The Orange County Board of Supervisors, for the second time in less than five years, is set Tuesday to remake the board of directors of CalOptima, the $3.2 billion county health plan for low income and disabled residents.
Major changes include reducing the size of the board from 11 members to nine, removing current Chairman Mark Refowitz, head of the county Health Care Agency, as a voting member, and possibly widening the pool of medical industry professionals who could serve on the new board to include pharmacists or nurses.
Among the more controversial changes is a proposal to allow spending requests and other issues to be approved by less than a majority of the full board. Both the current and proposed boards have a number of members with financial conflicts of interest that force them to recuse themselves on a regular basis.
Supervisor Andrew Do, who along with Board of Supervisors’ Chairwoman Lisa Bartlett wrote the new ordinance, said the reason for the remodel is “more oversight and accountability.”
Do said he wants experienced health industry professionals on the new board who will speak up on issues to make sure the No. 1 priority is quality care for patients.
“That’s my mission for doing all of this,” he said. “Ultimately, member care is the only goal.”
He said the new ordinance, which would take effect Aug. 4, would allow the supervisors to select a CalOptima board that is “more actionable” and has more experience than the current board.
“We need a board that’s engaged,” he said, adding he wants board members who will publicly express opinions.
A Bartlett spokeswoman said the supervisor was too busy Thursday to be interviewed about the changes.
Years of Turmoil
The 20-year-old CalOptima, long considered one of the nation’s top health plans, has experienced more than four years of turmoil since the original ordinance was redone in 2011 by Do’s predecessor, now state Sen. Janet Nguyen (R-Garden Grove).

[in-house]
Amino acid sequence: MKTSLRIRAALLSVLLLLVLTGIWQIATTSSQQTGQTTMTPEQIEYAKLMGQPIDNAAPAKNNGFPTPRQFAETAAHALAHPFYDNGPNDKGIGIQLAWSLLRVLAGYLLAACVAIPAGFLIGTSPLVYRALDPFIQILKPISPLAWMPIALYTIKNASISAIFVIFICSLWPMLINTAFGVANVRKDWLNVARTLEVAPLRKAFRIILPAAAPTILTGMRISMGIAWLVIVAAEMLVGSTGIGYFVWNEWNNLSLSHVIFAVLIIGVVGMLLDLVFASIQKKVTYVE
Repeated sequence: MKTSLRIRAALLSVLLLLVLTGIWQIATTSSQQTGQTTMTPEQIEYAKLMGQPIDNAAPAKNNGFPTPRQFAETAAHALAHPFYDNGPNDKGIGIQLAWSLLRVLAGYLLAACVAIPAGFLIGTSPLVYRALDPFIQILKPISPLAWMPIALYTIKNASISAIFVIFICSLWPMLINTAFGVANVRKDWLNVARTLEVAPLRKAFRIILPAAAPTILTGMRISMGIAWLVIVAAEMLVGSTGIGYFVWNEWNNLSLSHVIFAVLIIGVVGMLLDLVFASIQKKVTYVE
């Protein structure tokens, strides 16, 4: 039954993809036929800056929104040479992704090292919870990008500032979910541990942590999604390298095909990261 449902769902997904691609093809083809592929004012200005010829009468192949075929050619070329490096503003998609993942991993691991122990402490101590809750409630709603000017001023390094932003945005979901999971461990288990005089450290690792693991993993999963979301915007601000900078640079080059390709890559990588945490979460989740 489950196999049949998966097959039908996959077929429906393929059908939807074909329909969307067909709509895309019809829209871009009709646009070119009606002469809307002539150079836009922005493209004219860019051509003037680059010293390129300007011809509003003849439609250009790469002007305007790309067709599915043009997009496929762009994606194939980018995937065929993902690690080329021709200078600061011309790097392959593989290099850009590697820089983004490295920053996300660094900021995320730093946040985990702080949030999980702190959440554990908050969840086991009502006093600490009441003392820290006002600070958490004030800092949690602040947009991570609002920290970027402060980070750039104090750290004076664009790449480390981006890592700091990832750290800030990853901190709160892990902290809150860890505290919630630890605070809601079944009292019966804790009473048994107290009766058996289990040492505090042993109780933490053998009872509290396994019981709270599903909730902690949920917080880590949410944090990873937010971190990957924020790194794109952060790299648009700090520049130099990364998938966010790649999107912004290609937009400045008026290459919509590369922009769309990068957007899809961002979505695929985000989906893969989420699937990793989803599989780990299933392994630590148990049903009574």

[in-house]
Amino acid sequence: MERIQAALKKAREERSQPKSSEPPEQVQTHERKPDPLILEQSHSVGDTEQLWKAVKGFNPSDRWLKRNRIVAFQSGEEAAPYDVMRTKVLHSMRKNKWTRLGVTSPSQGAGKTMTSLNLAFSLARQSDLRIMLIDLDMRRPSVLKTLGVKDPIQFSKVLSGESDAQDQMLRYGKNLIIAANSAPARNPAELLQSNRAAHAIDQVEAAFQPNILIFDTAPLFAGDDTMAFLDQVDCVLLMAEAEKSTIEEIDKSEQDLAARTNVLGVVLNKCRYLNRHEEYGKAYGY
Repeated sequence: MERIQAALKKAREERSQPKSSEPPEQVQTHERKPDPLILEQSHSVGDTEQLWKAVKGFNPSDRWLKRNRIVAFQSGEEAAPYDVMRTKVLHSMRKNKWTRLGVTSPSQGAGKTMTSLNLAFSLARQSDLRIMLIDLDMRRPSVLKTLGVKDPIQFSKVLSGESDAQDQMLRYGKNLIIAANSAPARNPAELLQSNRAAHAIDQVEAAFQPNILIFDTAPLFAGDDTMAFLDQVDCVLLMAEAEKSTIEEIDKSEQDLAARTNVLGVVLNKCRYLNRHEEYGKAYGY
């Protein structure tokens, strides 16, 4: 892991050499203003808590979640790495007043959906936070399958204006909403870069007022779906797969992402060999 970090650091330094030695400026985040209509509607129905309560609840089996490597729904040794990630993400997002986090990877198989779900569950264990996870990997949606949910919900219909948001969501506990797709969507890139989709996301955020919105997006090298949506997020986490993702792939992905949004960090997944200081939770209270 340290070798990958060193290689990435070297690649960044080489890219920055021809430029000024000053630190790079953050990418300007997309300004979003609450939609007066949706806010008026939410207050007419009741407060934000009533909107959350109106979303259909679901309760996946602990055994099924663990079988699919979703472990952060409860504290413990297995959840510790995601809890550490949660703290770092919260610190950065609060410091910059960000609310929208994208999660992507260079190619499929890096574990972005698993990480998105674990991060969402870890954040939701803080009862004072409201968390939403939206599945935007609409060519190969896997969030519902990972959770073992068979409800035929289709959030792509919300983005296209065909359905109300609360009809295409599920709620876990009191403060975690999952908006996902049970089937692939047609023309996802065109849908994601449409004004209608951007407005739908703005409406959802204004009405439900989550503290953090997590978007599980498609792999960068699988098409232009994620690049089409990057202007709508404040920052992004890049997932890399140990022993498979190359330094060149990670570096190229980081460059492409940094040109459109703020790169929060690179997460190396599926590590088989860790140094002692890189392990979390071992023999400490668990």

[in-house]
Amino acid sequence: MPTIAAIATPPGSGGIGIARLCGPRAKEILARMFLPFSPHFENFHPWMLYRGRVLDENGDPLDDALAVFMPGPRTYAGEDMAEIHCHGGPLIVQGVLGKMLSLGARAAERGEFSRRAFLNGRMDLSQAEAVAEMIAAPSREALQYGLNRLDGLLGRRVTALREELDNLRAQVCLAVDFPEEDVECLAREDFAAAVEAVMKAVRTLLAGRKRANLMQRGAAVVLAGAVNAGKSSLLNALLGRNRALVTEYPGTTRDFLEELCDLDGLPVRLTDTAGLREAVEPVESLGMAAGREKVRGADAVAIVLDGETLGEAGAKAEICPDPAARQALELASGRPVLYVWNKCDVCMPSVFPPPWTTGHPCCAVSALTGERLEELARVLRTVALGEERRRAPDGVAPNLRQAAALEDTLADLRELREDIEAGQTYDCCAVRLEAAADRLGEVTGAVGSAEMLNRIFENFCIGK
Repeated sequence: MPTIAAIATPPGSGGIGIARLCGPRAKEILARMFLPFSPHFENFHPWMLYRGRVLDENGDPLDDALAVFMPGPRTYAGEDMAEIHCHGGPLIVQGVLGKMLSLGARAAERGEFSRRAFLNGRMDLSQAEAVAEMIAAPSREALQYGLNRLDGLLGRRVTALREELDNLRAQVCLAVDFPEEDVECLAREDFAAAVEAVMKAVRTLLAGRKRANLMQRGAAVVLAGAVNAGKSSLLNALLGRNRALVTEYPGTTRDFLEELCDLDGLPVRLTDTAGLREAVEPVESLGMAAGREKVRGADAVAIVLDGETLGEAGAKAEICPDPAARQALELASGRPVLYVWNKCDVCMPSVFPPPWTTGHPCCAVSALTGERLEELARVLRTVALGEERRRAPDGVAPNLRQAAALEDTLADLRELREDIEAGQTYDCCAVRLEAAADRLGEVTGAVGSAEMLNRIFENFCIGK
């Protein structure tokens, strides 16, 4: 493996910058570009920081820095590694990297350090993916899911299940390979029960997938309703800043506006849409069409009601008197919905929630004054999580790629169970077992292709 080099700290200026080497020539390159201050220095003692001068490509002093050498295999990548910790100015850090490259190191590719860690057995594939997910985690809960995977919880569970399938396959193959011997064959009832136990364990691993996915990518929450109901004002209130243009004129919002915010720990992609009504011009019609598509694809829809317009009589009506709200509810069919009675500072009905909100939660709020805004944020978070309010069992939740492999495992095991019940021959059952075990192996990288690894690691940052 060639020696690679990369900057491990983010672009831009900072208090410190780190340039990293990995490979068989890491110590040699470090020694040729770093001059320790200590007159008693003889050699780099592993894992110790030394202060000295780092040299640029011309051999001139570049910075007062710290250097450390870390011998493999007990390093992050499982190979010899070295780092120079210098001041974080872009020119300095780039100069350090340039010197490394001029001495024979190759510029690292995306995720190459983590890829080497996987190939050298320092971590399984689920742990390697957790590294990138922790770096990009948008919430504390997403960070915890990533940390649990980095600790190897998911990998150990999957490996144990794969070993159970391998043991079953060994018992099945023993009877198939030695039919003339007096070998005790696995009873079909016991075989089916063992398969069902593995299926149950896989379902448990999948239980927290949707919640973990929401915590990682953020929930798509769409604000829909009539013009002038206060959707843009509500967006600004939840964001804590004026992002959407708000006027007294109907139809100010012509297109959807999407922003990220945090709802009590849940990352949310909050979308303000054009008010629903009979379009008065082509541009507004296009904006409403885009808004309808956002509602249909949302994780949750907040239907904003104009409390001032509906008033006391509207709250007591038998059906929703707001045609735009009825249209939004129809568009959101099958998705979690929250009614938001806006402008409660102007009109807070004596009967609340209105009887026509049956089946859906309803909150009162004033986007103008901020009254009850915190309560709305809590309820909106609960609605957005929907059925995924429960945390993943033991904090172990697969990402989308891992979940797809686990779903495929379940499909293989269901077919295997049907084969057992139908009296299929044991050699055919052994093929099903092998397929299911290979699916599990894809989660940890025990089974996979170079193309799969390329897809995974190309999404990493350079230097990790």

Under the ordinance written by Nguyen and a former lobbyist for the Hospital Association of Southern California (HASC), the board was expanded from nine to 11 members, with most being new to the board and having no experience running a health plan.
Her new board engaged in minimal discussion, with Nguyen clearly dominating the proceedings. And some publicly complained about the workload.
Nearly two dozen high-level executives during that period, including the CEO, CFO and Chief Medical Officer, left the organization. And former board members and others began speaking out about a toxic atmosphere that permeated the agency.
And as new management struggled to fill key vacancies federal auditors found a “serious threat to the health and safety” of 16,000 participants had developed in the OneCare program for elderly residents and banned it from accepting new members for 11 months until improvements were made. State auditors discovered additional performance problems at CalOptima. Virtually all of CalOptima’s $3.2 billion budget comes from federal and state tax funds.
Nguyen did not return a telephone call Thursday seeking her comments on the new board plan.
Under the new ordinance, all existing board members will be replaced when the new board takes effect, but current members can apply to serve on the new board.
Other proposed changes include:
• Offering up to $300 per month plus mileage to members of the previously volunteer board for attending meetings. The two Supervisors on the board as well as the non-voting Health Care Agency director wouldn’t be eligible for the payments because they serve as part of their regular jobs.
• Giving the county supervisor whose district includes the most CalOptima members the automatic option of serving on the CalOptima board. Do’s First District, which stretches across much of central Orange County, has the most CalOptima members. When Nguyen was a supervisor, she unsuccessfully tried to get the rest of the board to give her and whoever followed with the most patients in their district a permanent CalOptima board seat.